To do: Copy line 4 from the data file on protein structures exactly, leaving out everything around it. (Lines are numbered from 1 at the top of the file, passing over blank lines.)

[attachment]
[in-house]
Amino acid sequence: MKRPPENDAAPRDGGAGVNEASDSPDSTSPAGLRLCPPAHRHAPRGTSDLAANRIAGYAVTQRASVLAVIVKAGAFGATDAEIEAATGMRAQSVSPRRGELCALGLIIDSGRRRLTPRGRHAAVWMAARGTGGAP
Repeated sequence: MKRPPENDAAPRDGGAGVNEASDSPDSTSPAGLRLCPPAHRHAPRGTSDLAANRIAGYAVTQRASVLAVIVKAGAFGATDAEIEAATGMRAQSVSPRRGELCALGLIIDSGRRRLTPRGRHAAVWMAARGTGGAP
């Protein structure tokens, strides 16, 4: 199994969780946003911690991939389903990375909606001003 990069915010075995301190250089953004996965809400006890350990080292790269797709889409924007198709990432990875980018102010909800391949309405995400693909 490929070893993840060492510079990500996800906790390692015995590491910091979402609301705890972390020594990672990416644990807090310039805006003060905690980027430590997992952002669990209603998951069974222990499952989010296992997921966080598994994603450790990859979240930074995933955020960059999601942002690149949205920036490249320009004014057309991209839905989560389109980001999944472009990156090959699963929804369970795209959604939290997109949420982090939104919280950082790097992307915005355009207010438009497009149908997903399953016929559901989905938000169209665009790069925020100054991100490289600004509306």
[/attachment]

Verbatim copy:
């Protein structure tokens, strides 16, 4: 199994969780946003911690991939389903990375909606001003 990069915010075995301190250089953004996965809400006890350990080292790269797709889409924007198709990432990875980018102010909800391949309405995400693909 490929070893993840060492510079990500996800906790390692015995590491910091979402609301705890972390020594990672990416644990807090310039805006003060905690980027430590997992952002669990209603998951069974222990499952989010296992997921966080598994994603450790990859979240930074995933955020960059999601942002690149949205920036490249320009004014057309991209839905989560389109980001999944472009990156090959699963929804369970795209959604939290997109949420982090939104919280950082790097992307915005355009207010438009497009149908997903399953016929559901989905938000169209665009790069925020100054991100490289600004509306």